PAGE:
‘Dark Emu’ and ‘Ben­ne­long’ by Ban­garra Dance The­atre


No­table men­tions

Split by Lucy Guerin Inc and Arts House At­trac­tor by Dan­cenorth, Lucy Guerin Inc, Gideon Obarzanek and Senyawa Ban­garra Dance The­atre’s Ben­ne­long and Dark Emu are united in their un­flinch­ing ex­am­i­na­tions of Aus­tralia’s colo­nial his­tory. Through the medium of dance they ex­pose truths that have re­mained hid­den for cen­turies.

Ben­ne­long (per­formed here by Beau Dean Ri­ley Smith, who won an Aus­tralian Dance award for the part) was a tragic fig­ure. He was there to see the in­va­sion of Aus­tralia be­gin and was al­most cer­tainly the first Abo­rig­i­nal per­son to at­tempt to live in both cul­tural worlds, Indige­nous and Euro­pean. Ben­ne­long is a pow­er­ful work, in­form­ing the au­di­ence of the hor­ror of the times in a vis­ceral and emo­tional way. The dancers move through clouds of ochre dust and smoke, paus­ing in seem­ingly im­pos­si­ble po­si­tions dur­ing un­be­liev­able flight.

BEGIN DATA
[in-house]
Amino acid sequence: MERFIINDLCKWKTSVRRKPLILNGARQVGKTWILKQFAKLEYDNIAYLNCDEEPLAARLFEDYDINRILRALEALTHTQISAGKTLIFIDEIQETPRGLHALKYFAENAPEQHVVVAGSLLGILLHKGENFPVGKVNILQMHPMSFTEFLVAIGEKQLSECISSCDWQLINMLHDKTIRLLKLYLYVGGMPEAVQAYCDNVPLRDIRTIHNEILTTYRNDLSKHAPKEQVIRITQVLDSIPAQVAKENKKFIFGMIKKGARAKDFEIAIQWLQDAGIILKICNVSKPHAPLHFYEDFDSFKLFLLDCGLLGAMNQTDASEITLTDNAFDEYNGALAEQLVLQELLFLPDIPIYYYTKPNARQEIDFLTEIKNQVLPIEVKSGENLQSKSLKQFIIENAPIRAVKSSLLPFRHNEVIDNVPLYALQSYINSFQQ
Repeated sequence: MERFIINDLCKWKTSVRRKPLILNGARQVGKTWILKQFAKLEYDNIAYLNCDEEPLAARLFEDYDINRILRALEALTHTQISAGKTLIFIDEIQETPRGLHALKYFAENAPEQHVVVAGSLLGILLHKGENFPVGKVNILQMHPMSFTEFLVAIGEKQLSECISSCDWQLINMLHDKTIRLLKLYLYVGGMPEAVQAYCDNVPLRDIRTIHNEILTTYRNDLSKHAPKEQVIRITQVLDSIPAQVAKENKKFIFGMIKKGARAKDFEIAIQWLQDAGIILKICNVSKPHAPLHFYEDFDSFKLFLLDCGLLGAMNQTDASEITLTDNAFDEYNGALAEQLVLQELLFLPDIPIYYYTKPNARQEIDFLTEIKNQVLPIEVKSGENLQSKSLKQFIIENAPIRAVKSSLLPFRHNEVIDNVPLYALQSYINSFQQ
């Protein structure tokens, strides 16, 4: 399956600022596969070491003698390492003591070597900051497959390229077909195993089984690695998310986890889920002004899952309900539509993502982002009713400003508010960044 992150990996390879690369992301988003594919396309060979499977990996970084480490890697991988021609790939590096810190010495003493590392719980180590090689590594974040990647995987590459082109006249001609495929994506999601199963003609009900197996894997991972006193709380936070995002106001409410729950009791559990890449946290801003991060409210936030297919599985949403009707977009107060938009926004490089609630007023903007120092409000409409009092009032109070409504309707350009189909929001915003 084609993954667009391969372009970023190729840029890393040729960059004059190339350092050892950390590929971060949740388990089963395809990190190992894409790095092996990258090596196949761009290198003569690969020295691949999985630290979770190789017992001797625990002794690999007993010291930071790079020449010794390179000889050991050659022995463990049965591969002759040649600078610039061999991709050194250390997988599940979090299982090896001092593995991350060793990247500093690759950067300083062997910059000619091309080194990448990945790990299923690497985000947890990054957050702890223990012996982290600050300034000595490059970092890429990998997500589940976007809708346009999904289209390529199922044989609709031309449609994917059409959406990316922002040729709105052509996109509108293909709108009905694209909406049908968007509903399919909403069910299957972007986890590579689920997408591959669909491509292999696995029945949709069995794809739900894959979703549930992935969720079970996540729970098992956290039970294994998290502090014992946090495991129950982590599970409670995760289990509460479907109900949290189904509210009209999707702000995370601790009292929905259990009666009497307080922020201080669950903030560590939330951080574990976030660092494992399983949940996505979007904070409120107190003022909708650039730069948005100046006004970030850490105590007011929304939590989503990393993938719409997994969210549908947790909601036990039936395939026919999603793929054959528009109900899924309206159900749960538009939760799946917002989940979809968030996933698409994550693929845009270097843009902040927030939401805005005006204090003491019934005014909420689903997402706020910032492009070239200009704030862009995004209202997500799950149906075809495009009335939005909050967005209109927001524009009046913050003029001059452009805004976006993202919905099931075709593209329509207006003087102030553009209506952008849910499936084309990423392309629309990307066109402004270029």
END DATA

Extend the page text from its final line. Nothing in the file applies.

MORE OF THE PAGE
The colonis­ers are ter­ri­fy­ing and it’s im­pos­si­ble to ig­nore their bru­tal­ity. Yet the vic­tims, Indige­nous peo­ple, are im­pos­si­ble to de­hu­man­ise. Ban­garra has found a way to in­fuse ev­ery move­ment

with story, and when Ben­ne­long is fi­nally im­pris­oned and con­sumed by his place in so­ci­ety, we can­not help but feel it as a gut punch.

Dark Emu is an ex­pres­sion­is­tic re­sponse to the Abo­rig­i­nal agri­cul­tural his­tory book of the same name by Bruce Pas­coe. Less nar­ra­tively tight than Ben­ne­long it is nev­er­the­less pow­er­ful work. I could feel, watch­ing it, the frus­tra­tion of the defama­tion all Indige­nous Aus­tralians live with. We were never no­mads.

Both Ben­ne­long and Dark Emu drill straight into the au­di­ence’s emo­tions and tear them apart from the in­side. That is the re­al­ity for many Indige­nous Aus­tralians. Our sto­ries, our ex­pe­ri­ences of coloni­sa­tion and racism, can­not be put eas­ily into words that out­siders

can un­der­stand. The flow of the dancers, the at­mo­spheric mu­sic and the sets make the au­di­ence feel the story in a way words can­not.

Claire G. Cole­man

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